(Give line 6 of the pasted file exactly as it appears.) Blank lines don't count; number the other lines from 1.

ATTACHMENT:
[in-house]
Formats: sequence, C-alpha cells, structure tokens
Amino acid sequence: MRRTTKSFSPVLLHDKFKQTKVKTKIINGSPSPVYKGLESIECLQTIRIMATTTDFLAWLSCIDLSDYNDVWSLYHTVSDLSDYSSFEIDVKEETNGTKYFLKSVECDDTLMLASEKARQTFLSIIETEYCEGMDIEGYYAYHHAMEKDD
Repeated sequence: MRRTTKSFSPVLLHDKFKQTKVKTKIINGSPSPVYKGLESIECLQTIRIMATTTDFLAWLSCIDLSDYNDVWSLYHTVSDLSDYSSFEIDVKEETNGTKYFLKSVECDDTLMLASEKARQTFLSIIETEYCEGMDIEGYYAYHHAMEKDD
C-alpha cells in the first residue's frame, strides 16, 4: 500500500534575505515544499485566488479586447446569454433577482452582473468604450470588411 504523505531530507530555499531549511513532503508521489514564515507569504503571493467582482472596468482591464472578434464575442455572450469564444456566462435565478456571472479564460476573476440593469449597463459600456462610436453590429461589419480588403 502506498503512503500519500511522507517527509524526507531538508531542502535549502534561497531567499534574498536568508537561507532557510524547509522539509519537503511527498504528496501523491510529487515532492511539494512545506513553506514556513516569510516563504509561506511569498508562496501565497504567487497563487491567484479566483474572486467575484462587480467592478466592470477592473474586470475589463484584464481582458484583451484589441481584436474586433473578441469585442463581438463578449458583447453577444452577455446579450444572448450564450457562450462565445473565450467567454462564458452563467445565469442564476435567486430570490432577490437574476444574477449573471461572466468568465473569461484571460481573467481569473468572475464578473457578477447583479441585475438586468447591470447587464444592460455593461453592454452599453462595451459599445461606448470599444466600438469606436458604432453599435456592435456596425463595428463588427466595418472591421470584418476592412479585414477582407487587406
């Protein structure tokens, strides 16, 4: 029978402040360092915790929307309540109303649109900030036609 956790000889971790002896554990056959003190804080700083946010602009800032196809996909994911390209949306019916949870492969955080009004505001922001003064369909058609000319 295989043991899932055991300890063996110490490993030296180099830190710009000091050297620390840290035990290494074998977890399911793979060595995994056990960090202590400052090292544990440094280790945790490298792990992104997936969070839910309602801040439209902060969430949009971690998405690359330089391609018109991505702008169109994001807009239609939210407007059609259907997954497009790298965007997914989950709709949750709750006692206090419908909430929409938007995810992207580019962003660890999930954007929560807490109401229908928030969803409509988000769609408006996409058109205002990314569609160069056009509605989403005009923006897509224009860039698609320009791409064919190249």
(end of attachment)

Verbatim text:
């Protein structure tokens, strides 16, 4: 029978402040360092915790929307309540109303649109900030036609 956790000889971790002896554990056959003190804080700083946010602009800032196809996909994911390209949306019916949870492969955080009004505001922001003064369909058609000319 295989043991899932055991300890063996110490490993030296180099830190710009000091050297620390840290035990290494074998977890399911793979060595995994056990960090202590400052090292544990440094280790945790490298792990992104997936969070839910309602801040439209902060969430949009971690998405690359330089391609018109991505702008169109994001807009239609939210407007059609259907997954497009790298965007997914989950709709949750709750006692206090419908909430929409938007995810992207580019962003660890999930954007929560807490109401229908928030969803409509988000769609408006996409058109205002990314569609160069056009509605989403005009923006897509224009860039698609320009791409064919190249």